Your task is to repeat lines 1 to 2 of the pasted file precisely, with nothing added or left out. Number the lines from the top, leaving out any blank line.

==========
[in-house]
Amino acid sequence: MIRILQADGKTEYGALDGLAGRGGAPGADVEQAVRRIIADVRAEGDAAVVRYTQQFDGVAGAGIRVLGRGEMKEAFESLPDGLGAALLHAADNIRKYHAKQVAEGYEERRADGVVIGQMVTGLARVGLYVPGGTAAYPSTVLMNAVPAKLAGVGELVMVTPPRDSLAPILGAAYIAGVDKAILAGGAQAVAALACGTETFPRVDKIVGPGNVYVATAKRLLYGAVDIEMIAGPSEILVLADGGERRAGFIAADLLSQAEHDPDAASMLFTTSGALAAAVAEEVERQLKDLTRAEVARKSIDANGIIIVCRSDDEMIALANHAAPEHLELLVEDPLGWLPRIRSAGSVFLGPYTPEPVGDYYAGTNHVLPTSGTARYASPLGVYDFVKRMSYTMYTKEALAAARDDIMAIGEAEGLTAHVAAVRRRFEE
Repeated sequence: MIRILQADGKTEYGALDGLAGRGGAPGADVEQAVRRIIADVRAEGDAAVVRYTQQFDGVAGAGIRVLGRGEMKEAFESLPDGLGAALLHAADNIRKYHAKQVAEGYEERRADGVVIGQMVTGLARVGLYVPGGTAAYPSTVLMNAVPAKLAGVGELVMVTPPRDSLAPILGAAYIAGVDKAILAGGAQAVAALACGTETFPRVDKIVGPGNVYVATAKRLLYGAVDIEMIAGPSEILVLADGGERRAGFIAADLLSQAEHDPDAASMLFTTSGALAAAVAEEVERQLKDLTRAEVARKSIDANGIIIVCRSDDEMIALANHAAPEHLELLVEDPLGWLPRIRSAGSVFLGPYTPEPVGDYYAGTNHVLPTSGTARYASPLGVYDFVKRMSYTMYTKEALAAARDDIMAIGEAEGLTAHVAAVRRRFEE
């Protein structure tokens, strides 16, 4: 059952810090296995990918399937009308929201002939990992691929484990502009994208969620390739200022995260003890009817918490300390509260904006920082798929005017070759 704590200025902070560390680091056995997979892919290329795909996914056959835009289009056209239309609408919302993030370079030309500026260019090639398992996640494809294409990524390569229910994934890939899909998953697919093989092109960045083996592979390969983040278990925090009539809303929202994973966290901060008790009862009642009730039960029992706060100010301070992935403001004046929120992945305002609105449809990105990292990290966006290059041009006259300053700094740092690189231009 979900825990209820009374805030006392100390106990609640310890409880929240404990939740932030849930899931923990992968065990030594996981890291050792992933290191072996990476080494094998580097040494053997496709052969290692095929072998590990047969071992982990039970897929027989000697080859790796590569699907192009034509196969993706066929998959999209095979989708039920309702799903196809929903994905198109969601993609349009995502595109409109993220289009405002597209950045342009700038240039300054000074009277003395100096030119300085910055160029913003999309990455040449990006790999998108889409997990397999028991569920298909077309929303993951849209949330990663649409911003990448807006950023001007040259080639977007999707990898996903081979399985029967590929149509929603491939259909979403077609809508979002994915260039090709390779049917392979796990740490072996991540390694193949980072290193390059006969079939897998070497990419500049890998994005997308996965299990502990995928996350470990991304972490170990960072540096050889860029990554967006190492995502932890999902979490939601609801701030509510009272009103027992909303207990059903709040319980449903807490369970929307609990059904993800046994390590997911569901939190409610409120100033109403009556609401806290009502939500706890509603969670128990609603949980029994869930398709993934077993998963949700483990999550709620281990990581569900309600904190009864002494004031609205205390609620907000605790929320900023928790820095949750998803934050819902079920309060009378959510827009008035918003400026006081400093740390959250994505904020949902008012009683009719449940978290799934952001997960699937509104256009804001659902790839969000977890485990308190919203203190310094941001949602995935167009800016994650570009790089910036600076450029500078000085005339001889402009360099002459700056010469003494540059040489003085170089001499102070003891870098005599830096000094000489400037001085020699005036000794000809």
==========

[in-house]
Amino acid sequence: MIRILQADGKTEYGALDGLAGRGGAPGADVEQAVRRIIADVRAEGDAAVVRYTQQFDGVAGAGIRVLGRGEMKEAFESLPDGLGAALLHAADNIRKYHAKQVAEGYEERRADGVVIGQMVTGLARVGLYVPGGTAAYPSTVLMNAVPAKLAGVGELVMVTPPRDSLAPILGAAYIAGVDKAILAGGAQAVAALACGTETFPRVDKIVGPGNVYVATAKRLLYGAVDIEMIAGPSEILVLADGGERRAGFIAADLLSQAEHDPDAASMLFTTSGALAAAVAEEVERQLKDLTRAEVARKSIDANGIIIVCRSDDEMIALANHAAPEHLELLVEDPLGWLPRIRSAGSVFLGPYTPEPVGDYYAGTNHVLPTSGTARYASPLGVYDFVKRMSYTMYTKEALAAARDDIMAIGEAEGLTAHVAAVRRRFEE